If you’re looking to buy or build a home in La Plata County—and even if you’re a Southwest Colorado builder—all the acronyms, brands, and labels related to energy efficient homes may have your head spinning.  What do they all mean?  Who’s behind them?  And most important, which ones should you care about?

Where to Start

As we highlight a few leading energy rating systems, take heart.  If you’re a builder in Southwest Colorado, you already pay attention to the La Plata County or Durango building codes.  Both entities rely on the International Building Code, developed by the International Code Council.  This body develops model codes for the industry, updating them regularly, with a special focus on safety and energy efficiency.

Homeowners can benefit from familiarity with the pertinent building codes too.  Whether you’re building your Durango dream home or undertaking a significant remodel, it’s a good idea to look over the ICC codes.  You can find them here, then take a look at the Durango and La Plata County regulations.

Beyond Building Codes

There are a variety of energy efficiency-related brands and acronyms you may have heard about.  A couple of the top ones are:


LEED is an acronym that stands for Leadership in Energy and Environmental Design.  Developed by the U.S. Green Building Council in the early 90’s, it’s a framework for certifying energy efficient buildings, homes, neighborhoods, and even entire cities in a four-tier system.

Industry experts have highlighted possible drawbacks of LEED, including a difficult certification process.  Critics also point out that the process focuses on design and best practices, rather than ultimate performance of projects.  On the other hand, LEED certification is generally viewed as desirable by owners and occupants, and builders that adhere to the principles and have their projects certified are generally considered to be leaders in environmental stewardship.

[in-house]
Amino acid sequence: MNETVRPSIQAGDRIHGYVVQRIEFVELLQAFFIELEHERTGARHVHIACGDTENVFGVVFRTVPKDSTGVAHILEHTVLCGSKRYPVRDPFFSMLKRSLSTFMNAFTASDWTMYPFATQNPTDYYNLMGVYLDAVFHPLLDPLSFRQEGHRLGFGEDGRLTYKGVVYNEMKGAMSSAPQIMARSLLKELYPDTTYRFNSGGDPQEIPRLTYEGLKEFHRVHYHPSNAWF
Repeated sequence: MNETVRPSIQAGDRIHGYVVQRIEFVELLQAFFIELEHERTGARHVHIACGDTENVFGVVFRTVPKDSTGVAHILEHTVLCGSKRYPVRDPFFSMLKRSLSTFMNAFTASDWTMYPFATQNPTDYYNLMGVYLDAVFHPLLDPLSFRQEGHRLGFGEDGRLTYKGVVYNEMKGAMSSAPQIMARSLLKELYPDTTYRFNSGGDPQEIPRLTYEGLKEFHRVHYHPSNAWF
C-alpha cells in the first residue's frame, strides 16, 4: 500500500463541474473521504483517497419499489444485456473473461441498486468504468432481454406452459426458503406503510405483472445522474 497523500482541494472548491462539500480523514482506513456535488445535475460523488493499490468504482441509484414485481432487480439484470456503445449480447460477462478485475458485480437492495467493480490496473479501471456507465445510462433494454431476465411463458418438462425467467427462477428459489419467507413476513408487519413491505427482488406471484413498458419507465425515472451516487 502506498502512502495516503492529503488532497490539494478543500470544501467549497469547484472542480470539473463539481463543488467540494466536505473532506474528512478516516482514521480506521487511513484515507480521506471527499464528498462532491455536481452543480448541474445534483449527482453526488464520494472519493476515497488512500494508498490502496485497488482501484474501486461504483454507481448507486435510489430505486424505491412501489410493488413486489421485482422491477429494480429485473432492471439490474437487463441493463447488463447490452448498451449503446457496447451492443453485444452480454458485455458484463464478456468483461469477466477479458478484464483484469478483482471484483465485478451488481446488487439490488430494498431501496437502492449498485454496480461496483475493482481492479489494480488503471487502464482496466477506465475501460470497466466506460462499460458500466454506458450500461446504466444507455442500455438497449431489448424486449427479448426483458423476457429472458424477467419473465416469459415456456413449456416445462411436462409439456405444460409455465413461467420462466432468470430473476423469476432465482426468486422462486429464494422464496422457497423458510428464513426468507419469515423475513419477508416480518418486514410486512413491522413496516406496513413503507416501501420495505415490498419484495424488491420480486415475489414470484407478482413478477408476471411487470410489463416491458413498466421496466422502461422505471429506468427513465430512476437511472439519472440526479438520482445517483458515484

Energy Star

Perhaps more recognizable to the average citizen is the Energy Star mark, as it appears on many appliances, computers, and other products we use every day.  The brand was also developed in the early 90’s by the U.S. Environmental Protection Agency.  Today it applies to homes as well as to products, and is intended to designate a dwelling that performs at least significantly better than one simply built to code.  It’s performance-based, rather than design-based.

There’s no cost to apply to be a builder-partner with Energy Star, and the program’s many resources are free as well.  Developing a home that earns the mark is primarily a web-based process, with third-party evaluation from an Energy Star rating company partner.

Professionals in the know suggest that these two programs are complementary.  Awareness of both, and use of their principles and tools, if not full-blown certification, can be important steps along the way to adopting an increasingly environmentally-aware approach to building in Southwest Colorado.

The HERS System

A slightly newer rating system is called HERS, or the Home Energy Rating System.  It was developed by the independent non-profit RESNET (Residential Energy Services Network).  Proponents like the fact that a key focus of the rating system is transparency, and that ratings yield a tangible way to measure and compare the energy efficiency of one home to another.

RESNET highlights these HERS benefits for Durango area home buyers:

  • Lower home energy costs: You can save as much as 30% on your energy bills with an efficient home, says the U.S. Department of Energy.
  • Cleaner air inside the home: Well-designed ventilation systems replace stale air with clean, fresh air, helping to keep your family healthy.
  • Improved comfort: HERS standards help ensure you don’t experience hot and cold spots in your home.
  • Better resale prospects: RESNET maintains that highly-rated homes sell for between 3.5% and 9% more than standard homes, and they sell faster as well.
  • Peace of mind: You can feel extra good about a home purchase when you’re doing the right thing for the environment. What’s more, the movement toward HERS homes is helping create jobs in the green sector.

There are advantages of using the HERS framework for Southwest Colorado home builders.  According to the National Association of Home Builders, nearly one in four new homes built in 2020 received a HERS rating, and Colorado ranked fifth among the states for the most HERS homes.  Demand is there and growing.

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